Monday, November 16, 2020

Potato Focaccine #BBB

We made cute little snack-sized, mini focaccia this month!  They are wonderful little snacking bread bites with fresh herbs, or really anything you would use in regular focaccia.  I picked fresh sage out of the garden, which smelled lovely when chopped but was almost undetectable after baking.  So I would either double/triple the sage or switch to the stronger and perhaps more traditional rosemary next time.  Use a really good olive oil for the brushing!  And a baking potato with a mealy (starchy) flesh will yield a lighter crumb than a waxy potato which may turn gummy when you mash.  A mealy potato will also incorporate more easily into the dough.  Fresh herbs are always preferable, but dried will do in a pinch.

 Come, bake along with us this month and try these little snack sized focaccine out!  No blog is necessary to participate, a picture will do. Just send a picture or your post of your finished focaccine to our host by the 29th of this month at plachman at sonic dot net.  New recipes are posted every month on the 16th. Check out our Facebook group to see the participants' baking results during that time.

Potato Focaccine
Makes 10-12 focaccine

150g of yellow or white mealy potatoes, peeled and cut into large chunks
400g of Italian flour ‘0’ (Manitoba flour) – or 200g Italian flour ‘0’ (Manitoba flour) mixed with 200g durum wheat flour (I just used all purpose flour)
1 tsp of salt
Fresh yeast, 15 g or dry instant yeast, 8 g

3 tbsp Evoo – Extra Virgin Olive Oil
200 ml Lukewarm water (I used my potato water and needed a couple extra tbsp)
7-8 fresh sage leaves, to chop (I would use more next time, it was not noticeable for flavor)
flake salt, to taste


Boil or steam the potatoes in unsalted water.  Drain and let cool slightly but not completely or it will be difficult to mix them to the flour.  Once lukewarm mash or puree and add to the bowl with the flour.  (I pressure steamed and then put mine through a food mill.)  Dissolve the dry yeast in lukewarm water, about 100 ml, or the crumbled fresh yeast.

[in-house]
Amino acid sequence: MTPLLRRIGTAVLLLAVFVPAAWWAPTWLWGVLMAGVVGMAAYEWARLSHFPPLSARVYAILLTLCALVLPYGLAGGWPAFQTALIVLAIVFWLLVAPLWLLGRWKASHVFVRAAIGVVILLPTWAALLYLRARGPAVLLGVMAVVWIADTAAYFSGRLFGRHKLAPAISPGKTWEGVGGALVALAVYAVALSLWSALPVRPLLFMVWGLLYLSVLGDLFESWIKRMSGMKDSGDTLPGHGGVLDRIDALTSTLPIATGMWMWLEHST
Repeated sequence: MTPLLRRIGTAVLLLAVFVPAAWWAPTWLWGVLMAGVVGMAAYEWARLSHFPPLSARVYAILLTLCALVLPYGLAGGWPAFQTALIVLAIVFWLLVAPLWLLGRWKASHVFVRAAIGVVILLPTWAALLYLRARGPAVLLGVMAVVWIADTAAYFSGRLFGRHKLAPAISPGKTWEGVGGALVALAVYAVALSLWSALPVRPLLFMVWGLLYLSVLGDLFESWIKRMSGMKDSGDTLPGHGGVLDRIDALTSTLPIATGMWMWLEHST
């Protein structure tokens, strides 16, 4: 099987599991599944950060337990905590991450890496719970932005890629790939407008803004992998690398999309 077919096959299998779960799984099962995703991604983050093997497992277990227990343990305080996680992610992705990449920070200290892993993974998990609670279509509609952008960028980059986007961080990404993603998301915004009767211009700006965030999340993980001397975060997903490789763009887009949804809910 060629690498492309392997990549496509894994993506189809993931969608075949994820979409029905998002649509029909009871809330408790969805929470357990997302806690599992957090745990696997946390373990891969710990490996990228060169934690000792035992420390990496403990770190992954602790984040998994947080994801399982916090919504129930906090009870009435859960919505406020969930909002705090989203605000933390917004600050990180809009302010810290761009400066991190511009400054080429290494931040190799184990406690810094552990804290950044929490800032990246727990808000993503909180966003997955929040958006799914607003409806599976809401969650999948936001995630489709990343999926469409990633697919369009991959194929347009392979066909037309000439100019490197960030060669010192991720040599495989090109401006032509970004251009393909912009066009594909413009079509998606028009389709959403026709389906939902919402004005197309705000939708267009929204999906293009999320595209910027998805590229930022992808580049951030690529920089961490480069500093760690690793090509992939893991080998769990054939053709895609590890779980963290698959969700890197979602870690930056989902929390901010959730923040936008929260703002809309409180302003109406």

Chop the sage leaves with a knife or with scissors.
In a large bowl add the flour(s) and add the freshly chopped sage. Add the water with the dissolved yeast and mix with a wooden spoon.  Pour in the olive oil and start kneading the ingredients with your hands.

Add the rest of the water with the salt dissolved in it, and knead well for 10 minutes until you get a soft and moist dough that will be a bit sticky as well.  Cover with plastic wrap or a cloth and let it rise for at least 2 hours in a warm and dry place. 

When the dough is doubled, roll it out with your hands, no rolling-pin (these are focaccine and not pizza). The tip of the fingers will help create the characteristic dimples where the oil collects in little puddles. Add a bit of flour on the chopping board or the kitchen table so you can work it better. Form discs of about 1 centimeter thickeness with a pastry cutter or with an upside-down glass.  Place them on a baking tray covered with parchment paper and leave them for another 30 minutes.  (I portioned mine into balls first rather than cutting out the dough, and pressed them out with my fingers.)


Once also this last leavening is finished, press focaccine in the center to form the edge and brush with olive oil. 

Bake at 180 ° C (160 C fan) (350 F) for about 20-25 minutes, depending on your oven. When cooked, flavor your focaccine with a drizzle of olive oil and rock salt.

While potato focaccine are best eaten the same day they are baked, you can store them in a paper bag for a day.  They are good toasted the next day, or a full steam refresh can be done if you want them just as good as day one.

These are good with soups, stews, even Chinese food!  I had one split and toasted with poached eggs on top this morning.

The rest of the Bread Baking Babes